Message from the President: The First 21st Century Odyssey to the Moon

Did Odysseus land on ice?

On February 22nd, we made history with the landing of the first private enterprise lunar lander in world history as Intuitive Machines’ Odysseus lander touched down about 300km from the Lunar South Pole near the crater Malapert, named after the 17th century astronomer Charles Malapert.  The lander took about six days to travel from Earth to the Moon, subsequently orbiting for another day before it began is descent.  For us down here on Earth we had a full moon which to view and appreciate the location of the landing which is at the Moon’s south pole and below the very noticeable giant crater Tyco.  Here is a shot I took with one of my telescopes where I label the landing site. 

Photograph by Alfredo Viegas

Intuitive’s success marks the first return to the Moon by a US led team this century and is a welcome relief from last month’s failed mission by another private enterprise, Astrobiotic who’s mission ran out of fuel within hours after launch due to a valve malfunction! 

NASA Picture of Odysseus

Also last month, Japan’s Space Agency landed its own lander, SLIM near the Shioli crater near the Moon’s equator, although it seems it actually landed upside down!  Apart from India’s Chandrayaan-3’s lander, Odysseus is the only other lander to touch down near the Lunar South Pole which is of very high interest to scientists because of the possibility of ice.  And Intuitive has a second mission getting ready for a follow-up journey later this year and this one will bring along a drill to see if it can find ice under the surface.   So the next time you take out your telescope and look at the Moon, lets remember tiny Odysseus is there looking back at us!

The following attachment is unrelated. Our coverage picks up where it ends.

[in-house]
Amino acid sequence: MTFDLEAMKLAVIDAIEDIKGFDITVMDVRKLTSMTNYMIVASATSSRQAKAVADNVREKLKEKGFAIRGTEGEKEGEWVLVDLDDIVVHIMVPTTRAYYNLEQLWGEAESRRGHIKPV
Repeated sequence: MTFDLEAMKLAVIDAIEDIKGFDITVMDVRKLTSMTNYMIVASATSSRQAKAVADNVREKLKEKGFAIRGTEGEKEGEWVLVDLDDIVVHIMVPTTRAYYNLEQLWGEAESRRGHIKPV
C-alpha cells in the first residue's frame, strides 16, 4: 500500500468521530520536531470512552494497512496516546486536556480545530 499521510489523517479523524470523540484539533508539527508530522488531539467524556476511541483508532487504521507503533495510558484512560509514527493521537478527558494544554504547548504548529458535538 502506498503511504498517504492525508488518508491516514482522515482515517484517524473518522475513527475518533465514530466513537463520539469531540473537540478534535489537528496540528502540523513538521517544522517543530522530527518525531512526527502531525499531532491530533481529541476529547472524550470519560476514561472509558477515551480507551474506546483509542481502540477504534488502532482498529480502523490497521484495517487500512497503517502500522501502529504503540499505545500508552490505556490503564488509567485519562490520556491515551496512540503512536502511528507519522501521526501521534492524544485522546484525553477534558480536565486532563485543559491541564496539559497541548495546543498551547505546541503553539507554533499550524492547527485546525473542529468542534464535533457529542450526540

Alfredo Viegas is the President of AAA and he previously served as our Chairman of the Board.  He has a Master’s in Astronomy and has had a lifelong love of Astronomy since childhood.  He works in finance in New York City.